The objective of this study was to determine the variability of Ca, Mg, K, Cu, Zn, and K/(Ca+Mg) ratio in 'Jose' tall wheatgrass [Thinopyrum ponticum (Podp.) Barkw. & D.R. Dewey], 'Luna' pubescent wheatgrass [T. intermedium subsp. barbulatum (Schur.) Barkw. & D.R. Dewey], and 'Hycrest' crested wheatgrass [Agropyron cristatum (L.) Gaertn. × A. desertorum (Fisch. ex Link.)]. Each grass was grown alone and in paired rows with 'Renumex' sainfoin (Onobrychis viciifolia Scop.) on a Pullman clay loam soil (a fine, mixed thermic Torrertic Paleustoll). Each species or mixture was evaluated under 3 cutting schedules in 1985 and 1986 and their mineral concentrations were compared to the recommended daily requirements of beef cattle. The concentration of minerals was similar in grasses grown as monocultures and in binary mixtures. The concentrations of all minerals and the ratio varied with harvest time, phenological stage, and year. Therefore, seasonal dynamics of mineral concentrations should be kept in mind when evaluating the mineral status of different forages. Among grasses, Hycrest had a better mineral profile for beef cattle than Luna or Jose. Sainfoin had higher concentrations of Ca, Mg, Cu, and Zn and much lower K/(Ca+Mg) ratio than the grasses. Hence, sainfoin-Hycrest mixtures may provide mineral concentrations more in balance with beef cattle requirements and help alleviate the problem of hypomagnesemia.
  • Understory-overstory relationships in ponderosa pine forests, Black Hills, South Dakota

    Uresk, Daniel W.; Severson, Kieth E. (Society for Range Management, 1989-05-01)
    Understory-overstory relationships were examined over 7 different growing stock levels (GSLs) of 2 size classes (saplings, 8-10 cm d.b.h. and poles, 15-18 cm d.b.h.) of ponderosa pine (Pinus ponderosa) in the Black Hills, South Dakota. Generally, production of graminoids, forbs, and shrubs was similar between sapling and pole stands. Trends among GSLs were also similar between these tree size classes. Graminoids and forbs were most abundant in clearcuts and the 5 m2/ha basal area. Intermediate amounts were produced at GSLs of 14-23 m2/ha and lowest in unthinned stands which had basal areas ranging from 27-33 m2/ha and 37-40 m2/ha in sapling and pole stands, respectively. Total understory production followed the same trends. Shrubs, however, appeared to produce most at intermediate stocking levels but were variable. Graminoid and forb production were best estimated by the model logY=a+bX. Relationships for total production were better described by Y=a+bX. However, variability of shrub production precluded selection of a single model; the best model varied between tree size classes. Standard errors of the estimate indicate that reasonably good predictive models can be developed for pole and sapling stands considered separately or combined. When years were combined, however, SEs increased markedly, indicating less reliable models.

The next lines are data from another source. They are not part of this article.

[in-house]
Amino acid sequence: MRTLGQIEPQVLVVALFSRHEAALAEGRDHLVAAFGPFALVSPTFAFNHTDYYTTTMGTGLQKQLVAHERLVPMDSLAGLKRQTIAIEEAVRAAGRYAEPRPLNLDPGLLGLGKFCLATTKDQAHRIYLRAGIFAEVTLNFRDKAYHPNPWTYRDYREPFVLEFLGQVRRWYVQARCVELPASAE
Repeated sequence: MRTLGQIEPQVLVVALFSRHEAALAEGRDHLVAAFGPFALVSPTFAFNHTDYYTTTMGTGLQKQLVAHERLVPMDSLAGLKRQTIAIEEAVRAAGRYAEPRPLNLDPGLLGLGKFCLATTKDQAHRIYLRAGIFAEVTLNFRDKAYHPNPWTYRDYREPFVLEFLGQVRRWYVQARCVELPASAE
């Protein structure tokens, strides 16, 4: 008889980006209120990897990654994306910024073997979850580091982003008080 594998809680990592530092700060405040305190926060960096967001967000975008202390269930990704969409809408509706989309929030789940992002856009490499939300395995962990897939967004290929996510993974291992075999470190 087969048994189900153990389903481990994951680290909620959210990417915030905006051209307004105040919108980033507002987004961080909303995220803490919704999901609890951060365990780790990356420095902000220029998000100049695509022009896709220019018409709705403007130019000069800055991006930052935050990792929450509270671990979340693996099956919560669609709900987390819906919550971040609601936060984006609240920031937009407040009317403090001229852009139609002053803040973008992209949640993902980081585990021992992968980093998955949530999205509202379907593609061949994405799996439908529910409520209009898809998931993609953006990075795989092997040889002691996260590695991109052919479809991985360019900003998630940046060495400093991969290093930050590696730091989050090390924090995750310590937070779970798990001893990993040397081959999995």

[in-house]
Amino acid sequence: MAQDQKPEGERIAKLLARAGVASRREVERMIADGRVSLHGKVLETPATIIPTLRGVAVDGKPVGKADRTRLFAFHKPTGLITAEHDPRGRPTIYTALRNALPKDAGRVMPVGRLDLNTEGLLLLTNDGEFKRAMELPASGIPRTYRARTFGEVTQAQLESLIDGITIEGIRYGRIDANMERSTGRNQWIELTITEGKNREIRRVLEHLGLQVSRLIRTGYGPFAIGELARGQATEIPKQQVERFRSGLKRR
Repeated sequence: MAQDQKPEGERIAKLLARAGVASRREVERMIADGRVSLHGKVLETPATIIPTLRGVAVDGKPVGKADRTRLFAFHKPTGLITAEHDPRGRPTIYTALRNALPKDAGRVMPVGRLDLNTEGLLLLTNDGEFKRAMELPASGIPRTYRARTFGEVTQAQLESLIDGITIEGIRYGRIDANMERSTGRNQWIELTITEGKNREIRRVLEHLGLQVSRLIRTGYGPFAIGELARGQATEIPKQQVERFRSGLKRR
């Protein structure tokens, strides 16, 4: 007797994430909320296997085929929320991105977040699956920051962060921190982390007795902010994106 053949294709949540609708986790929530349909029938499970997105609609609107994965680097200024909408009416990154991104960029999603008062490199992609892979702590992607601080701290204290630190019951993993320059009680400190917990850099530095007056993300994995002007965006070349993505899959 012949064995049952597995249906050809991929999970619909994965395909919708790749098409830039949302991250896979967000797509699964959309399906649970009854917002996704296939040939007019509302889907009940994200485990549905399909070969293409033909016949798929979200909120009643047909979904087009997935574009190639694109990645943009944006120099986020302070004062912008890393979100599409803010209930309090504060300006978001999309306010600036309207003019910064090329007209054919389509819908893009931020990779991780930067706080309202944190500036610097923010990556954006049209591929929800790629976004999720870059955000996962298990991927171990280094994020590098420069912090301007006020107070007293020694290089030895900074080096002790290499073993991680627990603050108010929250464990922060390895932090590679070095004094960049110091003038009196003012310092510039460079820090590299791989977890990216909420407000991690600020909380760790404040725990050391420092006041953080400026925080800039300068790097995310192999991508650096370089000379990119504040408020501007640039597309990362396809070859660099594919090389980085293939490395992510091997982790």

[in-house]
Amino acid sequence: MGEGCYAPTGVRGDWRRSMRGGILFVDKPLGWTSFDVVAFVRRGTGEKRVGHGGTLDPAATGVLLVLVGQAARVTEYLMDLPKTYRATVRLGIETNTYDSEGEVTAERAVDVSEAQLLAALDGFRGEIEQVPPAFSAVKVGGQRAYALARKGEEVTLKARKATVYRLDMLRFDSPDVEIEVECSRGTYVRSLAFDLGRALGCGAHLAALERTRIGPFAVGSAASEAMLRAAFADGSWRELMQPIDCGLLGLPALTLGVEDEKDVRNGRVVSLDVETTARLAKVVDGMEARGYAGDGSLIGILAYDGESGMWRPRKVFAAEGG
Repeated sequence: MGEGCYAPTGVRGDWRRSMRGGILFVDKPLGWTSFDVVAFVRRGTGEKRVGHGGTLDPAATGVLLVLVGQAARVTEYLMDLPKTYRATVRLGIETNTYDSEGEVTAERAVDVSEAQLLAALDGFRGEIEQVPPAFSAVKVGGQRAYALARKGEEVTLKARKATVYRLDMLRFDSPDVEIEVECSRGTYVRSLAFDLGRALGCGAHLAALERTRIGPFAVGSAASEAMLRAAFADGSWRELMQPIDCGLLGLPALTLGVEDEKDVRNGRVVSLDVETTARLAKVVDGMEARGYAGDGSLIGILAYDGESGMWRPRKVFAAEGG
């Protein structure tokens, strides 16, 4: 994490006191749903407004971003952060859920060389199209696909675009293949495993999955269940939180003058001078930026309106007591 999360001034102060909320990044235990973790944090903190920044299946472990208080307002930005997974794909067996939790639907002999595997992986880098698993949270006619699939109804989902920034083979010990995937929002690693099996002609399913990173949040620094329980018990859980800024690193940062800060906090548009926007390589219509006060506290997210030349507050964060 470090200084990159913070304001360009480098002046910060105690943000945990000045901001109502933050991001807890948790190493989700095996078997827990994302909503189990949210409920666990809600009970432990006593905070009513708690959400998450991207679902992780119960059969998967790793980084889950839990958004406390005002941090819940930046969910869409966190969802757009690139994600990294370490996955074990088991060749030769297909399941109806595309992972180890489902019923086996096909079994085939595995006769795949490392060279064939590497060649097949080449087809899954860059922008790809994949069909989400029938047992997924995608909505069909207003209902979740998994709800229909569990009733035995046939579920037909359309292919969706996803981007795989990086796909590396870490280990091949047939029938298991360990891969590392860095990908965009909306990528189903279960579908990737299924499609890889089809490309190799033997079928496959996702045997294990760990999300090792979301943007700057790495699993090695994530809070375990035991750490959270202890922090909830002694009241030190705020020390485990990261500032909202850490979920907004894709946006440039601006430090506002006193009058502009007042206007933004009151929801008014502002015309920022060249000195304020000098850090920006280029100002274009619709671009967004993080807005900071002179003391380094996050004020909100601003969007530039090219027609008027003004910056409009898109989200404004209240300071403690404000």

• Tree canopy effects on herbaceous production of annual rangeland during drought

    Frost, W. E.; McDougald, N. K. (Society for Range Management, 1989-07-01)
    Seasonal herbaceous production was measured beneath tree canopies of blue oak (Quercus douglasii Hook & Arn.), interior live oak (Quercus wislizenii DC), and digger pine (Pinus sabiniana Dougl.), and in adjacent open grassland during 2 drought years (1986-87 and 1987-88) at the San Joaquin Experimental Range, California. Early and mid-growing season herbaceous production was variable, with no increase in production beneath the canopies the first year and a 60 to 150 kg/ha increase the second year compared to the herbage produced in open grassland. Peak standing crop was about 1,000 kg/ha greater beneath blue oak canopies than in open grassland in both years. Peak standing crop beneath interior live oak canopies was about 700 and 1,000 kg/ha greater than in open grassland the first and second years of the study, respectively. Peak standing crop beneath digger pine canopies was about 500 kg/ha greater the first year and similar the second year to that of the open grassland.